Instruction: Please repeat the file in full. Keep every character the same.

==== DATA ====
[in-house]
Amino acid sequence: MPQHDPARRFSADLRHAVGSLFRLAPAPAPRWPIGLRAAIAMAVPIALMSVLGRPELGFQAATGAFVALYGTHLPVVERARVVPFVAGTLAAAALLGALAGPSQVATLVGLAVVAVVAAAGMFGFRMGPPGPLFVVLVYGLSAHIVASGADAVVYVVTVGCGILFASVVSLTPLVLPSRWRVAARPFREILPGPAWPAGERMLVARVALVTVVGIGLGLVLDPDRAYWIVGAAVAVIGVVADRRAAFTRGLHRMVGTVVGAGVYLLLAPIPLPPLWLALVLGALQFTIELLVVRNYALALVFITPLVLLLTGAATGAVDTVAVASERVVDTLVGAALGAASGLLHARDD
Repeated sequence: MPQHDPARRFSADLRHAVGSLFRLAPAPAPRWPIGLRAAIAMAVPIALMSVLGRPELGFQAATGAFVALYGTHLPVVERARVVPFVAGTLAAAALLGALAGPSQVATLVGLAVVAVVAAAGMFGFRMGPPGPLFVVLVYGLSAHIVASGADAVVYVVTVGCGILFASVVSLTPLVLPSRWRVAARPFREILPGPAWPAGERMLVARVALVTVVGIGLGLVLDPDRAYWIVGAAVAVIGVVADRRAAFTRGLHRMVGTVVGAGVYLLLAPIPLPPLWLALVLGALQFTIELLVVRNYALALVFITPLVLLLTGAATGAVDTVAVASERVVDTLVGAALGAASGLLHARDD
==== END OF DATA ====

[in-house]
Amino acid sequence: MPQHDPARRFSADLRHAVGSLFRLAPAPAPRWPIGLRAAIAMAVPIALMSVLGRPELGFQAATGAFVALYGTHLPVVERARVVPFVAGTLAAAALLGALAGPSQVATLVGLAVVAVVAAAGMFGFRMGPPGPLFVVLVYGLSAHIVASGADAVVYVVTVGCGILFASVVSLTPLVLPSRWRVAARPFREILPGPAWPAGERMLVARVALVTVVGIGLGLVLDPDRAYWIVGAAVAVIGVVADRRAAFTRGLHRMVGTVVGAGVYLLLAPIPLPPLWLALVLGALQFTIELLVVRNYALALVFITPLVLLLTGAATGAVDTVAVASERVVDTLVGAALGAASGLLHARDD
Repeated sequence: MPQHDPARRFSADLRHAVGSLFRLAPAPAPRWPIGLRAAIAMAVPIALMSVLGRPELGFQAATGAFVALYGTHLPVVERARVVPFVAGTLAAAALLGALAGPSQVATLVGLAVVAVVAAAGMFGFRMGPPGPLFVVLVYGLSAHIVASGADAVVYVVTVGCGILFASVVSLTPLVLPSRWRVAARPFREILPGPAWPAGERMLVARVALVTVVGIGLGLVLDPDRAYWIVGAAVAVIGVVADRRAAFTRGLHRMVGTVVGAGVYLLLAPIPLPPLWLALVLGALQFTIELLVVRNYALALVFITPLVLLLTGAATGAVDTVAVASERVVDTLVGAALGAASGLLHARDD